I want to use a surface mount, recessed style light(s).

The inspector says that he will only approve wet service and vapor proof fixtures in this application so no silicone caulk and pray.

Any suggestions on what to use where to find it and maybe just as importantly, what not to use?
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Unread 11-29-2011, 06:40 PM   #7
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Hi Sean, Welcome aboard.

I have found only "ugly" ones. The problem is that the lens or lens ring has to screw on (there is a rubber gasket beneath it). The thinking is that people won't carry a screwdriver into the shower and try to change a bulb while they're wet.
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Unread 11-29-2011, 06:58 PM   #8
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Sean,
Funny, I just registered on this forum a few minutes ago. Being an electrician by trade, I figured I would not have anything to contribute here.

I have installed lighting, luminares in the trade, in several steam rooms, institutional and residential. In all cases except most recently, the fixtures were spec'd out as bonofide vapor proof "steam room fixtures". These were the real deal, not a generic rough-in can with a "shower trim". A few years ago I installed regular old cans with high quality shower trims in a residential steam room. There is nothing in the NEC that addresses steam rooms specifically.
Basically it says that in wet or damp locations the fixtures must be labled "suitable for wet locations". A quality recessed can with a corresponding
wet location trim is UL listed as an assembly that meets NEC requirements.
So, recently I was called back to that home because the GFCI breaker feeding the circuit that the steam room lighting was on was tripping. I discovered to my horrification that despite the seemingly tight seal between the trim and granite lid, moisture had made it's way into the wiring compartments and was effectively "shorting" the ground and neutral wires. I had to dissasemble the fixtures through the openings in the granite and use silicone filled wire nuts to remedy the situation. A real pain. The housings were pretty corroded, but seeing that the fixtures were in a joist space below a second floor, removal would mean removing the lid, which is resting on wall slabs. Basically un- doable. I'm keeping my fingers crossed. I don't see any cheap solutions to steam room lighting. Two to three bills per fixture. Ouch!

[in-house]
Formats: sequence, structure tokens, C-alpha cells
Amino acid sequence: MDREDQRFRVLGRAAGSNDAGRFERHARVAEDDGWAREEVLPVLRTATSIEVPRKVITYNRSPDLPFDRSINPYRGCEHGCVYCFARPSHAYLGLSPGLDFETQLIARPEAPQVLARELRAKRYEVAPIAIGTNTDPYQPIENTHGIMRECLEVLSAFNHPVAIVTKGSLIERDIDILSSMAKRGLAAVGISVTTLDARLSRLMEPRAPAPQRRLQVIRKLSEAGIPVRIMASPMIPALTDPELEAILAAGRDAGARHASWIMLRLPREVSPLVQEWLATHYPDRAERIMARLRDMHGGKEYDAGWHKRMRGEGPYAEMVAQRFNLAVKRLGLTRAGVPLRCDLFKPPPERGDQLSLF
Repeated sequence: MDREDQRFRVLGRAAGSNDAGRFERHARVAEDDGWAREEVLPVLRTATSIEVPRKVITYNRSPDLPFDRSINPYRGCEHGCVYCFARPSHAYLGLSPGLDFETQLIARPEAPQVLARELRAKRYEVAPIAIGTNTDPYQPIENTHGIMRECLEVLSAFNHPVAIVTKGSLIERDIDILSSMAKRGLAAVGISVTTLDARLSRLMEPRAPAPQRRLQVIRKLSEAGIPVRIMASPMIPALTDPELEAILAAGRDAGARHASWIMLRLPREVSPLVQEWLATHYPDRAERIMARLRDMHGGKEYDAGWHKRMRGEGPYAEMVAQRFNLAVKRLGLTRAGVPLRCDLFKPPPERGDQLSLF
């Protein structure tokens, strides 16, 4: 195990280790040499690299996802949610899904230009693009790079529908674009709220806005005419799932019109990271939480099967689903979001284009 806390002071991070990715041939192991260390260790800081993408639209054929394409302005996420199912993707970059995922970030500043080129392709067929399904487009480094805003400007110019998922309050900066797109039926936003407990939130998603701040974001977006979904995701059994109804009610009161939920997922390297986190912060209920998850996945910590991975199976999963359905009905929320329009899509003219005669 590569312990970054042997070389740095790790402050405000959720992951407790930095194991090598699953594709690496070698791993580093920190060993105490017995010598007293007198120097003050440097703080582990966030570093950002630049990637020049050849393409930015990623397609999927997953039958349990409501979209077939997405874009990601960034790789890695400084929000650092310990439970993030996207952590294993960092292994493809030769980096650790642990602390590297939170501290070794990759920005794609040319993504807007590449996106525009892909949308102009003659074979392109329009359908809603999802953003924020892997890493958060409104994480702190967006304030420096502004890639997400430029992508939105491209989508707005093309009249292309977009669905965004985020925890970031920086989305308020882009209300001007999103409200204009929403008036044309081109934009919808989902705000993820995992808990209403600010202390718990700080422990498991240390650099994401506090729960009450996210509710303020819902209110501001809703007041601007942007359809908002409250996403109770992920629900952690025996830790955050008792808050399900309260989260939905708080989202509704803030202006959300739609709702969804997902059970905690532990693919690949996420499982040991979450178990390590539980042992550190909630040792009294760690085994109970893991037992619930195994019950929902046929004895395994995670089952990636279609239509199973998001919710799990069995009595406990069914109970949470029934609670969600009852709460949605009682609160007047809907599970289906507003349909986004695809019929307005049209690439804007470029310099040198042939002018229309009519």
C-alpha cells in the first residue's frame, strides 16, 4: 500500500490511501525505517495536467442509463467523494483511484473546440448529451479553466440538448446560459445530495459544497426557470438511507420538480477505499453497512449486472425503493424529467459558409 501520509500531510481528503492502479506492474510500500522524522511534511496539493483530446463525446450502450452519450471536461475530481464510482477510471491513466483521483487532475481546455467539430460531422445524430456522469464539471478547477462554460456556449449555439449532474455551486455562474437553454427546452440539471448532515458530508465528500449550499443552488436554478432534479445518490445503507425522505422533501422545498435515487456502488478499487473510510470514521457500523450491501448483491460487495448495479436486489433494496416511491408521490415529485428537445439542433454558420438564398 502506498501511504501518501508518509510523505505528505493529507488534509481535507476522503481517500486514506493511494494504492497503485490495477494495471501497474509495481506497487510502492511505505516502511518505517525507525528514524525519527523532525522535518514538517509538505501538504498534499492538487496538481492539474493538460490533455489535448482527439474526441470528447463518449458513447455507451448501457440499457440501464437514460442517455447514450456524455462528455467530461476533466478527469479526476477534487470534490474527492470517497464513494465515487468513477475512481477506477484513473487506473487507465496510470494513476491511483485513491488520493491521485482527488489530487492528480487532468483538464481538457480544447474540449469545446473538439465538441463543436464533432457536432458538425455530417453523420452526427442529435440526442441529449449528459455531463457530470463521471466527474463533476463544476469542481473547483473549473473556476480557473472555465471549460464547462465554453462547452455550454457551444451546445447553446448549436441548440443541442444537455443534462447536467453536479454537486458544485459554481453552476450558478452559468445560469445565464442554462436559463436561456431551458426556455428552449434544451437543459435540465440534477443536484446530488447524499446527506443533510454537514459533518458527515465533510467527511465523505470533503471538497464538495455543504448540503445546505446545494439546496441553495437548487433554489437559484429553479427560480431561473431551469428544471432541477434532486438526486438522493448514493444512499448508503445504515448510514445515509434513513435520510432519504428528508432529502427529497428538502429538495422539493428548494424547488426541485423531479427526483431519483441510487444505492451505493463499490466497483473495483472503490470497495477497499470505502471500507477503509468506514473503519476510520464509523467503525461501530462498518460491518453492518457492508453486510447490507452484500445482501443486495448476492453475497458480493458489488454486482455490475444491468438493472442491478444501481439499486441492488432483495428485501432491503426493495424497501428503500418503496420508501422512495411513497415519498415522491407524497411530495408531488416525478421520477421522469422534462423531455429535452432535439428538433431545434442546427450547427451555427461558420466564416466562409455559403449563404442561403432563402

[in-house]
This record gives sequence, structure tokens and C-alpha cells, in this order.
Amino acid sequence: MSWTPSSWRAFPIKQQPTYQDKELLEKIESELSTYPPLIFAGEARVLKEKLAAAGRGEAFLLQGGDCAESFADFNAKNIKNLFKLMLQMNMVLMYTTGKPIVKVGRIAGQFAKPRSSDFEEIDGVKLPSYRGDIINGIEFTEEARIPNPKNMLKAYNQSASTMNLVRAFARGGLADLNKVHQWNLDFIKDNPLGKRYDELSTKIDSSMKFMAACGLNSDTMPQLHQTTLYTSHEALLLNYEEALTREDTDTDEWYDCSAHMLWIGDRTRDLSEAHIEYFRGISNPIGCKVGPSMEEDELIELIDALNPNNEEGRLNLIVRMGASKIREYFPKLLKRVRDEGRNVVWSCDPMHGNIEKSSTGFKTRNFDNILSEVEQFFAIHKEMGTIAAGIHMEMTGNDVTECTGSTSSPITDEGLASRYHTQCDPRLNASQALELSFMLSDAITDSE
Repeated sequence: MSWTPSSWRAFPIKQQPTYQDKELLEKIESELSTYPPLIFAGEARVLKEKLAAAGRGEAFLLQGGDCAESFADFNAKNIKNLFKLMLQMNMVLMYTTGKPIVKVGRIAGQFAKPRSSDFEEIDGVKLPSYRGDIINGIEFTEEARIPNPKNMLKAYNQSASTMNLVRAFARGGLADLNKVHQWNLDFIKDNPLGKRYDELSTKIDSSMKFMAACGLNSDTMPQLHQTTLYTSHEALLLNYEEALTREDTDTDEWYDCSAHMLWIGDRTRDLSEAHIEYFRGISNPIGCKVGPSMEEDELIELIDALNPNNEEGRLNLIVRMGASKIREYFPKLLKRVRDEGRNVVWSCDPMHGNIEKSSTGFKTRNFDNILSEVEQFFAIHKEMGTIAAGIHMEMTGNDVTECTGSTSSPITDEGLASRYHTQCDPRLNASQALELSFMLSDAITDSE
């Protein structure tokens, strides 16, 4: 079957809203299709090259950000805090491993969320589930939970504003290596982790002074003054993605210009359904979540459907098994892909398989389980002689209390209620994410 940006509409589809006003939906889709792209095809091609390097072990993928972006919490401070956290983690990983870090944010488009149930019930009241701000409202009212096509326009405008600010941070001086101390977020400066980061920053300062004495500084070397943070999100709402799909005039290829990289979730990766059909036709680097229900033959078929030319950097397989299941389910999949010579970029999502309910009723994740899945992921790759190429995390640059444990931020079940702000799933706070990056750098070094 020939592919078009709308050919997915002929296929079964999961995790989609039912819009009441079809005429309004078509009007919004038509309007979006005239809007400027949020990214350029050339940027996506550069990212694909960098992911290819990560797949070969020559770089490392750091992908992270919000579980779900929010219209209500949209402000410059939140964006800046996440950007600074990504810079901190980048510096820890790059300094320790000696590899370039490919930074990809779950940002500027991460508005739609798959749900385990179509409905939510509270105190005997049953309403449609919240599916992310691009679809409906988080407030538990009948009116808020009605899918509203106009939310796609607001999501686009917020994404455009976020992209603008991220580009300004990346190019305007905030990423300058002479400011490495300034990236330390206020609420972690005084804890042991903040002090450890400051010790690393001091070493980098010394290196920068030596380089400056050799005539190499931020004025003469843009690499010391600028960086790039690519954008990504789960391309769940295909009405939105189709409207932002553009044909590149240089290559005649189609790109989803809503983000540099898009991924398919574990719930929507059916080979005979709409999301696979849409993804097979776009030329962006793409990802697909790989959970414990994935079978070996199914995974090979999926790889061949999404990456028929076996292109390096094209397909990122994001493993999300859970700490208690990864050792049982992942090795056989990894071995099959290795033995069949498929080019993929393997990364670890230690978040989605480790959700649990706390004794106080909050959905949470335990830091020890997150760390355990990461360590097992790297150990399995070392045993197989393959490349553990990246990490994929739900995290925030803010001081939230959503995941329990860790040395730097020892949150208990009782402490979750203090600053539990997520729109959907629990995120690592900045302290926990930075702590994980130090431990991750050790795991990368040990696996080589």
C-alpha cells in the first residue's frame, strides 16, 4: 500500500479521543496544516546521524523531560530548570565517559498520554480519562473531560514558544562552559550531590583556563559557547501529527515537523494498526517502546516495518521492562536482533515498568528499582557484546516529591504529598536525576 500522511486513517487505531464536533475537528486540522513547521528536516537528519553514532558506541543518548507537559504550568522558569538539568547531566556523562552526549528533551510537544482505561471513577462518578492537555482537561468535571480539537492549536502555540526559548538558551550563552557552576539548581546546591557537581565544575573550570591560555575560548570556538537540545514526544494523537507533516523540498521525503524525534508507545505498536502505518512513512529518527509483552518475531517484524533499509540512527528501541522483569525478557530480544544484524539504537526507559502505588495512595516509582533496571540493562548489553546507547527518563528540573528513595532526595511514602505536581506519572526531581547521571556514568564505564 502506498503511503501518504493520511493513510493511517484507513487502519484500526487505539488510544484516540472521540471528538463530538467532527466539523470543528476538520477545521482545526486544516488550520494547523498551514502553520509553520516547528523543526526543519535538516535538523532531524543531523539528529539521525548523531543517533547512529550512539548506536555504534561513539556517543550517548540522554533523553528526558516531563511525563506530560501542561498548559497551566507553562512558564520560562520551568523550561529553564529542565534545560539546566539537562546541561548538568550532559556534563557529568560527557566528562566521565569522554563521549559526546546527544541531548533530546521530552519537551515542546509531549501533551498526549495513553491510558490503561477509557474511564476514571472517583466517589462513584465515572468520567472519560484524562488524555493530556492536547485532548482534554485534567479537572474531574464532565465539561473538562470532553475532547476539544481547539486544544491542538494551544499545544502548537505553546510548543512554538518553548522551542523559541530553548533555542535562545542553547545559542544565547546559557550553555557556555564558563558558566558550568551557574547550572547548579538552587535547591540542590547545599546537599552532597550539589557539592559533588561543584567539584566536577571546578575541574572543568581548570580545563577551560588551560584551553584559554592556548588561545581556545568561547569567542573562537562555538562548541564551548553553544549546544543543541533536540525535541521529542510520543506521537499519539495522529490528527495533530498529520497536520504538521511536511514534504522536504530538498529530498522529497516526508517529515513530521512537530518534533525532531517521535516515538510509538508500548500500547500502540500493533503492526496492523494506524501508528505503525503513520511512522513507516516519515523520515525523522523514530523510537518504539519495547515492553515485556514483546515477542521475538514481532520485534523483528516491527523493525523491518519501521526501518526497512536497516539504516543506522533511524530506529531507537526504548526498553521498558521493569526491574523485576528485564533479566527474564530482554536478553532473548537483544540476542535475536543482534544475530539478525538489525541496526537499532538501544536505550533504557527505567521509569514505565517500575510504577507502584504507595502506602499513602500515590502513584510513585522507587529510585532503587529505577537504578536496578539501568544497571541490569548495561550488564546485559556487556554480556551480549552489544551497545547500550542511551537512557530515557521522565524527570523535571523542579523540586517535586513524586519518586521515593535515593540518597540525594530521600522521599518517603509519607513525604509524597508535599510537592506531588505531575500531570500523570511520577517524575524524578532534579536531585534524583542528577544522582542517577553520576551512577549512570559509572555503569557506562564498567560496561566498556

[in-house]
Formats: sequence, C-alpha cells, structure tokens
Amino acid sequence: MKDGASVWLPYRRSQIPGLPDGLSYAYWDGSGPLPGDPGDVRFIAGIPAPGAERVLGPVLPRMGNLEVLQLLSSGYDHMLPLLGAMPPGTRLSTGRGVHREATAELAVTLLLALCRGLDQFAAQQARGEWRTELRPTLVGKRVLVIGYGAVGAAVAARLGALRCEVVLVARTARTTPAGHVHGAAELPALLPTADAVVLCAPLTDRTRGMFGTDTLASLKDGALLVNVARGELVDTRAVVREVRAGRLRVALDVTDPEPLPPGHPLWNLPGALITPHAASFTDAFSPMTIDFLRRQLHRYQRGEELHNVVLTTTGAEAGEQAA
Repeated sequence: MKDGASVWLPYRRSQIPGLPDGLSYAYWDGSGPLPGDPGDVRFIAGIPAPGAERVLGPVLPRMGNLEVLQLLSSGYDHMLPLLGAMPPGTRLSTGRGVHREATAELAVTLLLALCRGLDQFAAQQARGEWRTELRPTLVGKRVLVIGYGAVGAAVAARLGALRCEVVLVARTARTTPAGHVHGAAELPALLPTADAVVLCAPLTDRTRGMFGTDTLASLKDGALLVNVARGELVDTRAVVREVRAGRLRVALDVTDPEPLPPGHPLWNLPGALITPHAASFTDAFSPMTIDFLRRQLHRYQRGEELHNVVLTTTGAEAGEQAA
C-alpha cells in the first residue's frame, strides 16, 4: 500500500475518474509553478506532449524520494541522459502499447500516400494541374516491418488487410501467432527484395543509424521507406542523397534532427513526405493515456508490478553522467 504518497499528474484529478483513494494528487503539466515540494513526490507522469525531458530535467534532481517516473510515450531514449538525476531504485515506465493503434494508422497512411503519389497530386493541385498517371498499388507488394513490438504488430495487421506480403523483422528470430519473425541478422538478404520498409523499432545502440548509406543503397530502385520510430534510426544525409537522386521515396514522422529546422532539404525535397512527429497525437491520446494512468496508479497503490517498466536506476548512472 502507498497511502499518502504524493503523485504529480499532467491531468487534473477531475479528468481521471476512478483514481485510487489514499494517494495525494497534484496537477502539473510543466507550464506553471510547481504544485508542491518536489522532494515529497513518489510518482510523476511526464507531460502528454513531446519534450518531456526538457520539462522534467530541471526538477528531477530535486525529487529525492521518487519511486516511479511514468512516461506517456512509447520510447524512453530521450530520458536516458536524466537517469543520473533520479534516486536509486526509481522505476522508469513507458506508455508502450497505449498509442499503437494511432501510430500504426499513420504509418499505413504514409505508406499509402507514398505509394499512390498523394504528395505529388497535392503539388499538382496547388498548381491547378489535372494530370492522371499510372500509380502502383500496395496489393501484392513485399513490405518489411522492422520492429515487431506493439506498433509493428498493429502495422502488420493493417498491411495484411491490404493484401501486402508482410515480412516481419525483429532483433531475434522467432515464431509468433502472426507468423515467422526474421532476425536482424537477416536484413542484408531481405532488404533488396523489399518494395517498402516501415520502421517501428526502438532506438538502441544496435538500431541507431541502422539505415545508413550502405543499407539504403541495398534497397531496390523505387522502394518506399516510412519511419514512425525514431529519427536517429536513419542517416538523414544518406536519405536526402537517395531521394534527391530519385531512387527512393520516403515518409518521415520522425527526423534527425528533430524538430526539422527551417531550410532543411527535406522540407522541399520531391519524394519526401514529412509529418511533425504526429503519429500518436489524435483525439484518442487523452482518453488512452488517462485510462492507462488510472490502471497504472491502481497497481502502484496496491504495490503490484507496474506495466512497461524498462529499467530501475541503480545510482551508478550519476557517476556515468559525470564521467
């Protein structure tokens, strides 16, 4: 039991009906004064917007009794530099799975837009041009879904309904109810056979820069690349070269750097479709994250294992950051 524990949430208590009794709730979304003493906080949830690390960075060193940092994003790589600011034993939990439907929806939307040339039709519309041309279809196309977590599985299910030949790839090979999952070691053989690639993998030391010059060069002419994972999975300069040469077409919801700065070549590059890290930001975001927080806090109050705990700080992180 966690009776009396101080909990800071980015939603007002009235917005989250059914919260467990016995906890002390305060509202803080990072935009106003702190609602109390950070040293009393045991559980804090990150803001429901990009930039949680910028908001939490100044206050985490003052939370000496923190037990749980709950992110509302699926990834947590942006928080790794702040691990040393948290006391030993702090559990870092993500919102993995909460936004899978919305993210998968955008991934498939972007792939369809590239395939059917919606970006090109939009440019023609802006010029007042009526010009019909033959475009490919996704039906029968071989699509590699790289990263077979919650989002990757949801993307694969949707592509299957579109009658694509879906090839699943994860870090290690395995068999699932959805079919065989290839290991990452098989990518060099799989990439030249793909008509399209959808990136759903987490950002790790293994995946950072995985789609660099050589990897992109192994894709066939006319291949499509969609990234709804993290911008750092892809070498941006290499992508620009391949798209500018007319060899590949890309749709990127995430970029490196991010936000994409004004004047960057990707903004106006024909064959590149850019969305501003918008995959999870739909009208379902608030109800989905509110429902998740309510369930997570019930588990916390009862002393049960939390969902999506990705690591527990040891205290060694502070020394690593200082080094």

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Unread 11-29-2011, 08:24 PM   #9
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If the flange is properly glued to the riser, what Paul & Nate said. You can also add a 2x block(s) under the P-trap or horizontal run for support.

Oh, and the height of the bottom of the flange, should be at the height of the top of the finished floor (tile). So, the flange should rest on the finished floor or something that is as high as the finished floor, like a chunk of plywood or backer board.
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Unread 11-29-2011, 08:54 PM   #10
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Gents, I greatly appreciate the quick feedback. Finding an electrician on this forum is great. All of us has something to share and something to learn.

So, if you were going to install a light into YOUR steam room; what would it be and where would you find it?

I've seen a few that are LED and some that are low voltage (transformer based) units. The last thing that I want to do is create a problem for myself or for anyone down the road by installing a light that isn't suitable for this tough location.

Thanks for sharing your thoughts and experience.